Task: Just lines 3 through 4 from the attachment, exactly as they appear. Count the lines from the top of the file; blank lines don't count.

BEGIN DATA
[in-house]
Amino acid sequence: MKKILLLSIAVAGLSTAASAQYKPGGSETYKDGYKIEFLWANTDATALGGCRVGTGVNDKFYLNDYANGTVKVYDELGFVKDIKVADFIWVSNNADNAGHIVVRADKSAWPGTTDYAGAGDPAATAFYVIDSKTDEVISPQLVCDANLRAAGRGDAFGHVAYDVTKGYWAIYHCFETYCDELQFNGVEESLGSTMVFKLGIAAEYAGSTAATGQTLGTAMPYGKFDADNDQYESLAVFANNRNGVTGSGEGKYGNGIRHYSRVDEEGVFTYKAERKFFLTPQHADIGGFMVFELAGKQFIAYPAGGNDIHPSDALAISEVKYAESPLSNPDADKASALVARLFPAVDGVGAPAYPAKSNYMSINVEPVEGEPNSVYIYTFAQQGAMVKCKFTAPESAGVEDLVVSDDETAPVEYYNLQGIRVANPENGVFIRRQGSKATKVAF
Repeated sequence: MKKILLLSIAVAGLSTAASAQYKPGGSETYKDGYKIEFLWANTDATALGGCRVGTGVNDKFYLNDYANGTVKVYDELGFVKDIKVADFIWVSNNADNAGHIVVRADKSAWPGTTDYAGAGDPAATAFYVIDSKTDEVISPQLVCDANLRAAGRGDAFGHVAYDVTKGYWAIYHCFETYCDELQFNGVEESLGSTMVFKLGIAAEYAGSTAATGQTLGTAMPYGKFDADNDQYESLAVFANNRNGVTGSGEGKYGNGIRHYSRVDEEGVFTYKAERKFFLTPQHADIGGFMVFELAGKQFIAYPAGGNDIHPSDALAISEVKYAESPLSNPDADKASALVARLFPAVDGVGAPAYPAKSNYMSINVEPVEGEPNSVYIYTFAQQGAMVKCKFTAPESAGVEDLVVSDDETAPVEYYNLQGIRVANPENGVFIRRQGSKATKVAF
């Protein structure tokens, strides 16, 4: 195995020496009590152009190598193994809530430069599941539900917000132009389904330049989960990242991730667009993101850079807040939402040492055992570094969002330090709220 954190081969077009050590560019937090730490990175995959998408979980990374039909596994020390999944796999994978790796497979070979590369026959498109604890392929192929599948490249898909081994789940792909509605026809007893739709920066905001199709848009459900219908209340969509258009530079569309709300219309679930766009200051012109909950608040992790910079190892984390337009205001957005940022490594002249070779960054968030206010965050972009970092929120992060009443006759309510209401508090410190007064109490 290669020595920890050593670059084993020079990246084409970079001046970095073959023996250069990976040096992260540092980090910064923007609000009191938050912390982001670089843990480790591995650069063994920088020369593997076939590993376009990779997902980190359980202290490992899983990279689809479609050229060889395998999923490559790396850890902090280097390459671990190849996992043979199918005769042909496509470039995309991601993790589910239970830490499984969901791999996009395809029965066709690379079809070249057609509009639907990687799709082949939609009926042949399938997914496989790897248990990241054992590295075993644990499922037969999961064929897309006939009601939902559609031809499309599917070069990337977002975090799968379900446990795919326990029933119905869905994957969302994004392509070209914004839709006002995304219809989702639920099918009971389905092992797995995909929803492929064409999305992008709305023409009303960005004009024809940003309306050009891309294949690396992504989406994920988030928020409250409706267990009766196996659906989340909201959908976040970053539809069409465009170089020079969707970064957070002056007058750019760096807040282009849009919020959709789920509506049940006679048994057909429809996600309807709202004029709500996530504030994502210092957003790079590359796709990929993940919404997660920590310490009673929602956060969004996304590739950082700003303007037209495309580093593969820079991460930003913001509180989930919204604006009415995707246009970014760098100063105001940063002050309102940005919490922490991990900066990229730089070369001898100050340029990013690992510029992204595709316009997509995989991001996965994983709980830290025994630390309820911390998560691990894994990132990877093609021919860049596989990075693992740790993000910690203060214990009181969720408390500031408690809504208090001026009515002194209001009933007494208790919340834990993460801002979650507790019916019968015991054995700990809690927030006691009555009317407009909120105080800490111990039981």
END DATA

Repeated sequence: MKKILLLSIAVAGLSTAASAQYKPGGSETYKDGYKIEFLWANTDATALGGCRVGTGVNDKFYLNDYANGTVKVYDELGFVKDIKVADFIWVSNNADNAGHIVVRADKSAWPGTTDYAGAGDPAATAFYVIDSKTDEVISPQLVCDANLRAAGRGDAFGHVAYDVTKGYWAIYHCFETYCDELQFNGVEESLGSTMVFKLGIAAEYAGSTAATGQTLGTAMPYGKFDADNDQYESLAVFANNRNGVTGSGEGKYGNGIRHYSRVDEEGVFTYKAERKFFLTPQHADIGGFMVFELAGKQFIAYPAGGNDIHPSDALAISEVKYAESPLSNPDADKASALVARLFPAVDGVGAPAYPAKSNYMSINVEPVEGEPNSVYIYTFAQQGAMVKCKFTAPESAGVEDLVVSDDETAPVEYYNLQGIRVANPENGVFIRRQGSKATKVAF
């Protein structure tokens, strides 16, 4: 195995020496009590152009190598193994809530430069599941539900917000132009389904330049989960990242991730667009993101850079807040939402040492055992570094969002330090709220 954190081969077009050590560019937090730490990175995959998408979980990374039909596994020390999944796999994978790796497979070979590369026959498109604890392929192929599948490249898909081994789940792909509605026809007893739709920066905001199709848009459900219908209340969509258009530079569309709300219309679930766009200051012109909950608040992790910079190892984390337009205001957005940022490594002249070779960054968030206010965050972009970092929120992060009443006759309510209401508090410190007064109490 290669020595920890050593670059084993020079990246084409970079001046970095073959023996250069990976040096992260540092980090910064923007609000009191938050912390982001670089843990480790591995650069063994920088020369593997076939590993376009990779997902980190359980202290490992899983990279689809479609050229060889395998999923490559790396850890902090280097390459671990190849996992043979199918005769042909496509470039995309991601993790589910239970830490499984969901791999996009395809029965066709690379079809070249057609509009639907990687799709082949939609009926042949399938997914496989790897248990990241054992590295075993644990499922037969999961064929897309006939009601939902559609031809499309599917070069990337977002975090799968379900446990795919326990029933119905869905994957969302994004392509070209914004839709006002995304219809989702639920099918009971389905092992797995995909929803492929064409999305992008709305023409009303960005004009024809940003309306050009891309294949690396992504989406994920988030928020409250409706267990009766196996659906989340909201959908976040970053539809069409465009170089020079969707970064957070002056007058750019760096807040282009849009919020959709789920509506049940006679048994057909429809996600309807709202004029709500996530504030994502210092957003790079590359796709990929993940919404997660920590310490009673929602956060969004996304590739950082700003303007037209495309580093593969820079991460930003913001509180989930919204604006009415995707246009970014760098100063105001940063002050309102940005919490922490991990900066990229730089070369001898100050340029990013690992510029992204595709316009997509995989991001996965994983709980830290025994630390309820911390998560691990894994990132990877093609021919860049596989990075693992740790993000910690203060214990009181969720408390500031408690809504208090001026009515002194209001009933007494208790919340834990993460801002979650507790019916019968015991054995700990809690927030006691009555009317407009909120105080800490111990039981």